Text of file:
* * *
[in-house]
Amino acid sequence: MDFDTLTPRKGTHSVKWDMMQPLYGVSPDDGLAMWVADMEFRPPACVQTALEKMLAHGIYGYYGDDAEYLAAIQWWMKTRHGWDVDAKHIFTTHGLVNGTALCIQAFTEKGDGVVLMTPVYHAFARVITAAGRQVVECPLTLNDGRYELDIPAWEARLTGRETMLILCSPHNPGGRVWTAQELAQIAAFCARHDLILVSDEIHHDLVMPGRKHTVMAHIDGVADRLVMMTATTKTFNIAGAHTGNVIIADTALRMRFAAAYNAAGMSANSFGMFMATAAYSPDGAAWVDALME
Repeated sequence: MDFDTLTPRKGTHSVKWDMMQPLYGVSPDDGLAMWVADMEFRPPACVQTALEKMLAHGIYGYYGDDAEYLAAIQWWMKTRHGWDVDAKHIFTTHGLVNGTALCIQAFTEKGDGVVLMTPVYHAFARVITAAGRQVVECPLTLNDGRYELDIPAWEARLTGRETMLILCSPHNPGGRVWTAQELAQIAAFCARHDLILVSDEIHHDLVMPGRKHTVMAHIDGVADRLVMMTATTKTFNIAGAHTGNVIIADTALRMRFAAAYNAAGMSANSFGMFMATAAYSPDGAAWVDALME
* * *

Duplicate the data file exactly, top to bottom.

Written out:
[in-house]
Amino acid sequence: MDFDTLTPRKGTHSVKWDMMQPLYGVSPDDGLAMWVADMEFRPPACVQTALEKMLAHGIYGYYGDDAEYLAAIQWWMKTRHGWDVDAKHIFTTHGLVNGTALCIQAFTEKGDGVVLMTPVYHAFARVITAAGRQVVECPLTLNDGRYELDIPAWEARLTGRETMLILCSPHNPGGRVWTAQELAQIAAFCARHDLILVSDEIHHDLVMPGRKHTVMAHIDGVADRLVMMTATTKTFNIAGAHTGNVIIADTALRMRFAAAYNAAGMSANSFGMFMATAAYSPDGAAWVDALME
Repeated sequence: MDFDTLTPRKGTHSVKWDMMQPLYGVSPDDGLAMWVADMEFRPPACVQTALEKMLAHGIYGYYGDDAEYLAAIQWWMKTRHGWDVDAKHIFTTHGLVNGTALCIQAFTEKGDGVVLMTPVYHAFARVITAAGRQVVECPLTLNDGRYELDIPAWEARLTGRETMLILCSPHNPGGRVWTAQELAQIAAFCARHDLILVSDEIHHDLVMPGRKHTVMAHIDGVADRLVMMTATTKTFNIAGAHTGNVIIADTALRMRFAAAYNAAGMSANSFGMFMATAAYSPDGAAWVDALME